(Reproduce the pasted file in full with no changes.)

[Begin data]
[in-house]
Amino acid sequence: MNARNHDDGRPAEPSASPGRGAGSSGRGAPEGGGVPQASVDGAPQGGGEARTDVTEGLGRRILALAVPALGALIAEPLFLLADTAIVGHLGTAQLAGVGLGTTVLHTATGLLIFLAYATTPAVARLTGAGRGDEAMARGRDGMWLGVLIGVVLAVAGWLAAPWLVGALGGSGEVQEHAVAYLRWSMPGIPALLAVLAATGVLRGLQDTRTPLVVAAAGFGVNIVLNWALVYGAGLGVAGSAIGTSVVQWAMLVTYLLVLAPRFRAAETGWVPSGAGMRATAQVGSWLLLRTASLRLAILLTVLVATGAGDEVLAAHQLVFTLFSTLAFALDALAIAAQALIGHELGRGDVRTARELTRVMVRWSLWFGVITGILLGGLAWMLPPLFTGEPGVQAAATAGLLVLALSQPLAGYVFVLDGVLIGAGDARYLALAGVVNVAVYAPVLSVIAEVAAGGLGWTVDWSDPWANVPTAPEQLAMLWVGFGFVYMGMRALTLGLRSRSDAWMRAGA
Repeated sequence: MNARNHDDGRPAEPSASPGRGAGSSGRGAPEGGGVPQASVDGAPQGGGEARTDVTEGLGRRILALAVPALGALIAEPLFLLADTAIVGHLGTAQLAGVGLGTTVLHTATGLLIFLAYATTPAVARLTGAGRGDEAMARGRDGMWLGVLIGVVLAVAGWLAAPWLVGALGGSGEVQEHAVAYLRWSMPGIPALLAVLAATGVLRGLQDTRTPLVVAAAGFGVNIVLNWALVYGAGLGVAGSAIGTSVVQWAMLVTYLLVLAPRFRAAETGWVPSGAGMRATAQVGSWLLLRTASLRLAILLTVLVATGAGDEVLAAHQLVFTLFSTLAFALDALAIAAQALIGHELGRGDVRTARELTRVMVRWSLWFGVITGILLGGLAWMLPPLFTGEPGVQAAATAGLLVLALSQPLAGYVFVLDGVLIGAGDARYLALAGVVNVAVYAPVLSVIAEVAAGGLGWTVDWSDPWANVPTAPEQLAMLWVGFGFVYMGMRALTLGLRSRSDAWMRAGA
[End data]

[in-house]
Amino acid sequence: MNARNHDDGRPAEPSASPGRGAGSSGRGAPEGGGVPQASVDGAPQGGGEARTDVTEGLGRRILALAVPALGALIAEPLFLLADTAIVGHLGTAQLAGVGLGTTVLHTATGLLIFLAYATTPAVARLTGAGRGDEAMARGRDGMWLGVLIGVVLAVAGWLAAPWLVGALGGSGEVQEHAVAYLRWSMPGIPALLAVLAATGVLRGLQDTRTPLVVAAAGFGVNIVLNWALVYGAGLGVAGSAIGTSVVQWAMLVTYLLVLAPRFRAAETGWVPSGAGMRATAQVGSWLLLRTASLRLAILLTVLVATGAGDEVLAAHQLVFTLFSTLAFALDALAIAAQALIGHELGRGDVRTARELTRVMVRWSLWFGVITGILLGGLAWMLPPLFTGEPGVQAAATAGLLVLALSQPLAGYVFVLDGVLIGAGDARYLALAGVVNVAVYAPVLSVIAEVAAGGLGWTVDWSDPWANVPTAPEQLAMLWVGFGFVYMGMRALTLGLRSRSDAWMRAGA
Repeated sequence: MNARNHDDGRPAEPSASPGRGAGSSGRGAPEGGGVPQASVDGAPQGGGEARTDVTEGLGRRILALAVPALGALIAEPLFLLADTAIVGHLGTAQLAGVGLGTTVLHTATGLLIFLAYATTPAVARLTGAGRGDEAMARGRDGMWLGVLIGVVLAVAGWLAAPWLVGALGGSGEVQEHAVAYLRWSMPGIPALLAVLAATGVLRGLQDTRTPLVVAAAGFGVNIVLNWALVYGAGLGVAGSAIGTSVVQWAMLVTYLLVLAPRFRAAETGWVPSGAGMRATAQVGSWLLLRTASLRLAILLTVLVATGAGDEVLAAHQLVFTLFSTLAFALDALAIAAQALIGHELGRGDVRTARELTRVMVRWSLWFGVITGILLGGLAWMLPPLFTGEPGVQAAATAGLLVLALSQPLAGYVFVLDGVLIGAGDARYLALAGVVNVAVYAPVLSVIAEVAAGGLGWTVDWSDPWANVPTAPEQLAMLWVGFGFVYMGMRALTLGLRSRSDAWMRAGA